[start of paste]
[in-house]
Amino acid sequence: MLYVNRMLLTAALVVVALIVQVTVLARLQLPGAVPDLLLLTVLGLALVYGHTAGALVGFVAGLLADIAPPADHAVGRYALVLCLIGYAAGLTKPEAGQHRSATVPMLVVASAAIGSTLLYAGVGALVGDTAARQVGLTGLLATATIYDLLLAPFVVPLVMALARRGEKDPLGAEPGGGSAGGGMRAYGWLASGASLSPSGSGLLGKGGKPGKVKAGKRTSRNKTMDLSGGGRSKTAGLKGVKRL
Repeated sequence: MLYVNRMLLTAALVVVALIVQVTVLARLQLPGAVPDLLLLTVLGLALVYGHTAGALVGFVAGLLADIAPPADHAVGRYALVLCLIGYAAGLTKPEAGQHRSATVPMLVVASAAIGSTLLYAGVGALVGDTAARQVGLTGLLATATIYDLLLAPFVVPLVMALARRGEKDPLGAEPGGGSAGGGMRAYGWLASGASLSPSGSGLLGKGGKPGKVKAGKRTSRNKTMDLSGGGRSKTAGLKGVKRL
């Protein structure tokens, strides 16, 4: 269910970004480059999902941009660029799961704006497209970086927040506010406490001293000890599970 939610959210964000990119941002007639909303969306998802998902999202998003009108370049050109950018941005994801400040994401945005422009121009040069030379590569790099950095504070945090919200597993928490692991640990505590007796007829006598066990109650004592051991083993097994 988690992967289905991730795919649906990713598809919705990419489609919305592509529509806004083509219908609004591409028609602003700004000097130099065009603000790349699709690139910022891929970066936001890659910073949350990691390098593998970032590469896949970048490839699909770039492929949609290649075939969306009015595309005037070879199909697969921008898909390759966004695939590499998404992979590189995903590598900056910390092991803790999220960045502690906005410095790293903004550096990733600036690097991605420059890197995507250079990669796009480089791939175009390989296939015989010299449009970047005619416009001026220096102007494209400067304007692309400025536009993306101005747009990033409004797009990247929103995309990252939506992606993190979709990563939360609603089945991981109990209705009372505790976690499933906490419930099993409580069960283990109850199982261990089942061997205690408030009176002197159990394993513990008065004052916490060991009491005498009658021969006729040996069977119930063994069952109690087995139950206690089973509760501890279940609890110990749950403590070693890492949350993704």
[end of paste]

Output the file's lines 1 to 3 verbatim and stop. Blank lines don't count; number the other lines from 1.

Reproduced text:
[in-house]
Amino acid sequence: MLYVNRMLLTAALVVVALIVQVTVLARLQLPGAVPDLLLLTVLGLALVYGHTAGALVGFVAGLLADIAPPADHAVGRYALVLCLIGYAAGLTKPEAGQHRSATVPMLVVASAAIGSTLLYAGVGALVGDTAARQVGLTGLLATATIYDLLLAPFVVPLVMALARRGEKDPLGAEPGGGSAGGGMRAYGWLASGASLSPSGSGLLGKGGKPGKVKAGKRTSRNKTMDLSGGGRSKTAGLKGVKRL
Repeated sequence: MLYVNRMLLTAALVVVALIVQVTVLARLQLPGAVPDLLLLTVLGLALVYGHTAGALVGFVAGLLADIAPPADHAVGRYALVLCLIGYAAGLTKPEAGQHRSATVPMLVVASAAIGSTLLYAGVGALVGDTAARQVGLTGLLATATIYDLLLAPFVVPLVMALARRGEKDPLGAEPGGGSAGGGMRAYGWLASGASLSPSGSGLLGKGGKPGKVKAGKRTSRNKTMDLSGGGRSKTAGLKGVKRL